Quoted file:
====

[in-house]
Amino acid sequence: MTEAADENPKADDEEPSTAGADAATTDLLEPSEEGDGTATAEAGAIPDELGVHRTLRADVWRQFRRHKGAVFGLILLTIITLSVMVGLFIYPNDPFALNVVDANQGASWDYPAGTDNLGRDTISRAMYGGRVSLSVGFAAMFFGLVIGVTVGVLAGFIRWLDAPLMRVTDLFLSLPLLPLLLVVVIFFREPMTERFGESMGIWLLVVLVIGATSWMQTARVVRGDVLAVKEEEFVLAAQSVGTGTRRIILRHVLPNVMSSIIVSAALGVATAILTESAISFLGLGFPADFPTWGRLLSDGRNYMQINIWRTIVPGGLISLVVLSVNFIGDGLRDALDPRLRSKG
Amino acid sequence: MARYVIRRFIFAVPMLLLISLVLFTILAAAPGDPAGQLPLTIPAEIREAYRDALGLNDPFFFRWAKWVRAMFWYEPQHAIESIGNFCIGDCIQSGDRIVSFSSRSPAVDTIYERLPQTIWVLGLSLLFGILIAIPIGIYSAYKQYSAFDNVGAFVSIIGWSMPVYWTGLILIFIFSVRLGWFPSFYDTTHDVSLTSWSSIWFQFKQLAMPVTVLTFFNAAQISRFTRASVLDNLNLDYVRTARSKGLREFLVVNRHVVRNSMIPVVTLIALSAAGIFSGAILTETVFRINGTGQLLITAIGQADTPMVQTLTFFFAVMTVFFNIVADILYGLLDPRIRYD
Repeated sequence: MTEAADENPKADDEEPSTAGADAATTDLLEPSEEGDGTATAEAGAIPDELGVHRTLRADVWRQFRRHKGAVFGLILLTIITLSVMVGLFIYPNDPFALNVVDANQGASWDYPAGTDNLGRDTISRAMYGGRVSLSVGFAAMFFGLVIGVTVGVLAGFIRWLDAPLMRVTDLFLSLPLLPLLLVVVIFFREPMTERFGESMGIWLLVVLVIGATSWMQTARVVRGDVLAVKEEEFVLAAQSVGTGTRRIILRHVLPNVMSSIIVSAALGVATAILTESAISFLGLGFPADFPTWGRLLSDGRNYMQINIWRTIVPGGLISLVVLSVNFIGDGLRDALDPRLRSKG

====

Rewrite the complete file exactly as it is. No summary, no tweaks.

[in-house]
Amino acid sequence: MTEAADENPKADDEEPSTAGADAATTDLLEPSEEGDGTATAEAGAIPDELGVHRTLRADVWRQFRRHKGAVFGLILLTIITLSVMVGLFIYPNDPFALNVVDANQGASWDYPAGTDNLGRDTISRAMYGGRVSLSVGFAAMFFGLVIGVTVGVLAGFIRWLDAPLMRVTDLFLSLPLLPLLLVVVIFFREPMTERFGESMGIWLLVVLVIGATSWMQTARVVRGDVLAVKEEEFVLAAQSVGTGTRRIILRHVLPNVMSSIIVSAALGVATAILTESAISFLGLGFPADFPTWGRLLSDGRNYMQINIWRTIVPGGLISLVVLSVNFIGDGLRDALDPRLRSKG
Amino acid sequence: MARYVIRRFIFAVPMLLLISLVLFTILAAAPGDPAGQLPLTIPAEIREAYRDALGLNDPFFFRWAKWVRAMFWYEPQHAIESIGNFCIGDCIQSGDRIVSFSSRSPAVDTIYERLPQTIWVLGLSLLFGILIAIPIGIYSAYKQYSAFDNVGAFVSIIGWSMPVYWTGLILIFIFSVRLGWFPSFYDTTHDVSLTSWSSIWFQFKQLAMPVTVLTFFNAAQISRFTRASVLDNLNLDYVRTARSKGLREFLVVNRHVVRNSMIPVVTLIALSAAGIFSGAILTETVFRINGTGQLLITAIGQADTPMVQTLTFFFAVMTVFFNIVADILYGLLDPRIRYD
Repeated sequence: MTEAADENPKADDEEPSTAGADAATTDLLEPSEEGDGTATAEAGAIPDELGVHRTLRADVWRQFRRHKGAVFGLILLTIITLSVMVGLFIYPNDPFALNVVDANQGASWDYPAGTDNLGRDTISRAMYGGRVSLSVGFAAMFFGLVIGVTVGVLAGFIRWLDAPLMRVTDLFLSLPLLPLLLVVVIFFREPMTERFGESMGIWLLVVLVIGATSWMQTARVVRGDVLAVKEEEFVLAAQSVGTGTRRIILRHVLPNVMSSIIVSAALGVATAILTESAISFLGLGFPADFPTWGRLLSDGRNYMQINIWRTIVPGGLISLVVLSVNFIGDGLRDALDPRLRSKG